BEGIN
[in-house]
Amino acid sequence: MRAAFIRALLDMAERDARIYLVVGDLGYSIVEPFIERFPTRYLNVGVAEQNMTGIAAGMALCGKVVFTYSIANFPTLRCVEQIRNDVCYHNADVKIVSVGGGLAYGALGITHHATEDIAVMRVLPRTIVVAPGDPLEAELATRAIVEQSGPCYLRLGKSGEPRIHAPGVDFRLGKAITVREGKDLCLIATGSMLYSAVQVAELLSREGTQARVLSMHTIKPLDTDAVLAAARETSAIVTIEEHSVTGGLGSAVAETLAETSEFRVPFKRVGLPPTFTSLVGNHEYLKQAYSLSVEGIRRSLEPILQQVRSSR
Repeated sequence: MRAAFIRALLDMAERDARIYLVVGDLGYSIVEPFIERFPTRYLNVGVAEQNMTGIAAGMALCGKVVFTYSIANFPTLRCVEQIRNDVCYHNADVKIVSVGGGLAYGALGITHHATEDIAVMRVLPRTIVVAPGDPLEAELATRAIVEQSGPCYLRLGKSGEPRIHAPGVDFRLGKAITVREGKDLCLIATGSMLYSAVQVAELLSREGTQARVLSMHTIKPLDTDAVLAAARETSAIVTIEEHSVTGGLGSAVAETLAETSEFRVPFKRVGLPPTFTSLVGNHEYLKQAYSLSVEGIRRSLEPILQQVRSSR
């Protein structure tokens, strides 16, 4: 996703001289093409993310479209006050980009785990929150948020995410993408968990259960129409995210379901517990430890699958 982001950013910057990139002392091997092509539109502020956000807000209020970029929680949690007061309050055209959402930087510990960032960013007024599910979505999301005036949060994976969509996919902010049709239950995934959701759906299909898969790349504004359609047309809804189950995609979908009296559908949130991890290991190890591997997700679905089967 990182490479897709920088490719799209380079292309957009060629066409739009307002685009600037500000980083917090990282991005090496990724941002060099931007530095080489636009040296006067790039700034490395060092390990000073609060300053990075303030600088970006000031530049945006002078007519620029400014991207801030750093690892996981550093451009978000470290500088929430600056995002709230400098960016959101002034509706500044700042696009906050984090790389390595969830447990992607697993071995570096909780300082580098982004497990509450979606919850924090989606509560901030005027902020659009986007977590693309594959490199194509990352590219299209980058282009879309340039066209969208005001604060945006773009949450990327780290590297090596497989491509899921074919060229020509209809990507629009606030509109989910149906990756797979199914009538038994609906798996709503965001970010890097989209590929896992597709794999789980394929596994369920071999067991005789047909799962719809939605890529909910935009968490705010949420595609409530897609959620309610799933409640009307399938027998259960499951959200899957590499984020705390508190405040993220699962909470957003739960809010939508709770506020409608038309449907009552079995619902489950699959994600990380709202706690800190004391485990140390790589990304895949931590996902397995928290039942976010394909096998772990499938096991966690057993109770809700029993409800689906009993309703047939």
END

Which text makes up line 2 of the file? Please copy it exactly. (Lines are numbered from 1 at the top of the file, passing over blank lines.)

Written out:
Amino acid sequence: MRAAFIRALLDMAERDARIYLVVGDLGYSIVEPFIERFPTRYLNVGVAEQNMTGIAAGMALCGKVVFTYSIANFPTLRCVEQIRNDVCYHNADVKIVSVGGGLAYGALGITHHATEDIAVMRVLPRTIVVAPGDPLEAELATRAIVEQSGPCYLRLGKSGEPRIHAPGVDFRLGKAITVREGKDLCLIATGSMLYSAVQVAELLSREGTQARVLSMHTIKPLDTDAVLAAARETSAIVTIEEHSVTGGLGSAVAETLAETSEFRVPFKRVGLPPTFTSLVGNHEYLKQAYSLSVEGIRRSLEPILQQVRSSR